The competition day came, this is when I started thinking only about myself, how I would make myself happy and proud, how I would be satisfied. The results are for me, not for anyone. When I started to shift my focus towards myself and be slightly more selfish for a few hours, I started connecting to myself again. Instead of trying to please others, I was trying to choose myself, this is what helped me perform very well in one of the most important events in my entire career!”

The Self Deserves ovation!

“I remember screaming from the inside and telling myself: wow you made it here look around you this is amazing from under my mask!  I started to enjoy the moment and the mat right in front of me while I was jumping read: Tokyo 2020, all I could think about is that I made it here and I deserve to be here! This is the time I do this performance solely for myself and not for anyone else!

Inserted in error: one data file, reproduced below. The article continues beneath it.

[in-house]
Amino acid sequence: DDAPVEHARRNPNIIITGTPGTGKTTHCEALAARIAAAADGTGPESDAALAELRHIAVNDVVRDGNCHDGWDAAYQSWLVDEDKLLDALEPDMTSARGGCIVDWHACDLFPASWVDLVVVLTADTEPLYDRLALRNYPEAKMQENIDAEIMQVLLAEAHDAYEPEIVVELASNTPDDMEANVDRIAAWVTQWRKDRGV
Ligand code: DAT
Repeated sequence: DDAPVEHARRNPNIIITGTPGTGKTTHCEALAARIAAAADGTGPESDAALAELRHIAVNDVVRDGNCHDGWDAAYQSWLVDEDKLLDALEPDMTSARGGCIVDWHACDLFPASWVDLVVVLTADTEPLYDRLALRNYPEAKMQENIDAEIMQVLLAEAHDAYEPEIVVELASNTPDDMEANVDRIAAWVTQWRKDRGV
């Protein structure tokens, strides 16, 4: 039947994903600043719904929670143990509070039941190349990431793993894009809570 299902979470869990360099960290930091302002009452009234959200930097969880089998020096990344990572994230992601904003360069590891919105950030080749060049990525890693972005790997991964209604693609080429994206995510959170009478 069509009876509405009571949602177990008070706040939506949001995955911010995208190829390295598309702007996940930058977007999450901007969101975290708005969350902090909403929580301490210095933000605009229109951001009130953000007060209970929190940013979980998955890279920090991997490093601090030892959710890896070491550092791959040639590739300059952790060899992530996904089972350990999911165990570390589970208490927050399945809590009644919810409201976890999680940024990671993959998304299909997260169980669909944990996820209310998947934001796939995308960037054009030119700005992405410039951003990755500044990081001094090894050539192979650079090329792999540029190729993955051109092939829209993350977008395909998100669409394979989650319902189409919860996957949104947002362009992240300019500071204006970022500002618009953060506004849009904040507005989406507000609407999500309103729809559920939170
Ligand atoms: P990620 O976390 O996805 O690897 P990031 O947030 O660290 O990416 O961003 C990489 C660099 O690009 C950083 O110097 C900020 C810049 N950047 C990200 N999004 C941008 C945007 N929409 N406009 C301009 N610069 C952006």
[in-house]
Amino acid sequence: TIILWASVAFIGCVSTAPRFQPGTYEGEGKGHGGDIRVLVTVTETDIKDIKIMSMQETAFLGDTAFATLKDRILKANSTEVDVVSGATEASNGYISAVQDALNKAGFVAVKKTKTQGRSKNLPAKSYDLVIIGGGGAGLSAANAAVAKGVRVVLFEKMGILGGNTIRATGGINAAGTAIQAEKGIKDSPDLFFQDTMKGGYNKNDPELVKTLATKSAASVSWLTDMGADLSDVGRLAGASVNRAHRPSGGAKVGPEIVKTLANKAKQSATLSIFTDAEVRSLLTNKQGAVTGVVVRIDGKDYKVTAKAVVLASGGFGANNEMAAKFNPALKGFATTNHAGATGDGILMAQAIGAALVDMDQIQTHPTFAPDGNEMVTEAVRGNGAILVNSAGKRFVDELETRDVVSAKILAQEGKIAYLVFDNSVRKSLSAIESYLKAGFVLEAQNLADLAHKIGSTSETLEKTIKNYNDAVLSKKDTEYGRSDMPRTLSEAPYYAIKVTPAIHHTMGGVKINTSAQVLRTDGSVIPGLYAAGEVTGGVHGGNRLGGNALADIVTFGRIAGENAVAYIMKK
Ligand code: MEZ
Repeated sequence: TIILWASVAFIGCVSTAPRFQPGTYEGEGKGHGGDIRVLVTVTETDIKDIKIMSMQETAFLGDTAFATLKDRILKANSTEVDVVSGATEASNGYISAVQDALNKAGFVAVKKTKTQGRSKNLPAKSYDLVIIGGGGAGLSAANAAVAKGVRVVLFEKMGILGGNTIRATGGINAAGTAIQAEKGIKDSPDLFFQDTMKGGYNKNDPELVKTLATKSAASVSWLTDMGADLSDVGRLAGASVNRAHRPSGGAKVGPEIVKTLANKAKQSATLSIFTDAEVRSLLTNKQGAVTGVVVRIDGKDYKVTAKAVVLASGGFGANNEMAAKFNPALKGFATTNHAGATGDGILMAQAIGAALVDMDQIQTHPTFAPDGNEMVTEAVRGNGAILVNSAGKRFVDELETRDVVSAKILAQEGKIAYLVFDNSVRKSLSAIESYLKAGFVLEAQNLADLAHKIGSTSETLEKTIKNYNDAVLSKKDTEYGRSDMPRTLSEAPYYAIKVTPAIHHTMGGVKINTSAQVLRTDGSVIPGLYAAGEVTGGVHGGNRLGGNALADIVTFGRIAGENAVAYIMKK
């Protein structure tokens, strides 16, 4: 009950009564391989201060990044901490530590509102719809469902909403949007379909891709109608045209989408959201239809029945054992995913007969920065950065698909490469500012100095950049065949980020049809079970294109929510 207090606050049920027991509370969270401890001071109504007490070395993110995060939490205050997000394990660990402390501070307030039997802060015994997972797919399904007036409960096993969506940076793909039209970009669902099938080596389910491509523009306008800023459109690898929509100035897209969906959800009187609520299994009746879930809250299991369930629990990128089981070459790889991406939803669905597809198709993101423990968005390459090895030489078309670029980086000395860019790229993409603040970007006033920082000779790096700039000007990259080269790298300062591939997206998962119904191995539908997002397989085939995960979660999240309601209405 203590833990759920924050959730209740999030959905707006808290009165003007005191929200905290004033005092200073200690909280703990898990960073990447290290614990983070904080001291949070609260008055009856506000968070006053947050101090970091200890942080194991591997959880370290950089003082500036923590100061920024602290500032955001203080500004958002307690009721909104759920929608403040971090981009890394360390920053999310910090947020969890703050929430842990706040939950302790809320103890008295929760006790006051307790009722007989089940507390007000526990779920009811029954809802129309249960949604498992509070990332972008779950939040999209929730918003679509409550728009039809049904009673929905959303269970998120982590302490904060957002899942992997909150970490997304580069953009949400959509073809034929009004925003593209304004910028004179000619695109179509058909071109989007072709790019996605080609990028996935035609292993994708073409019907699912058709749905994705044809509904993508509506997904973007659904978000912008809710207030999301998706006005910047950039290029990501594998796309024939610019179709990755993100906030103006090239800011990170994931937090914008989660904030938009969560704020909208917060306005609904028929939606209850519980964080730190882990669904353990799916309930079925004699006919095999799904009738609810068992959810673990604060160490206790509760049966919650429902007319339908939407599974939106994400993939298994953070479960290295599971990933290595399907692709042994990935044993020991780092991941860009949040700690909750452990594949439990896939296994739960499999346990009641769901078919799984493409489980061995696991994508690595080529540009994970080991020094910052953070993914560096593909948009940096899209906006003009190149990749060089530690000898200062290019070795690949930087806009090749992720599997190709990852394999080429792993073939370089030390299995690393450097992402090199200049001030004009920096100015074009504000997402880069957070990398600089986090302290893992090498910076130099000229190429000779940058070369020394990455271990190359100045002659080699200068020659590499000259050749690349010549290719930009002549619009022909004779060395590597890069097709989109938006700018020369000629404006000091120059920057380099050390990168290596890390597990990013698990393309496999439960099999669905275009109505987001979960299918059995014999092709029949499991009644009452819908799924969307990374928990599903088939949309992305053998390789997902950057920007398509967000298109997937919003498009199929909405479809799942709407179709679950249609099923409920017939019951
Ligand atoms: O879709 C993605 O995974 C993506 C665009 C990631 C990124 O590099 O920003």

I managed to do both of my routines and I know if I was given the chance to go back on the trampoline and redo them again I couldn’t have done it better, even though I knew deep down that if I didn’t have the mental block I might have had better results, but because I had faith in God, he had the best plan for me, and I won ninth place (first reserved for finals), which was the highest score any Egyptian trampolinist has ever achieved!”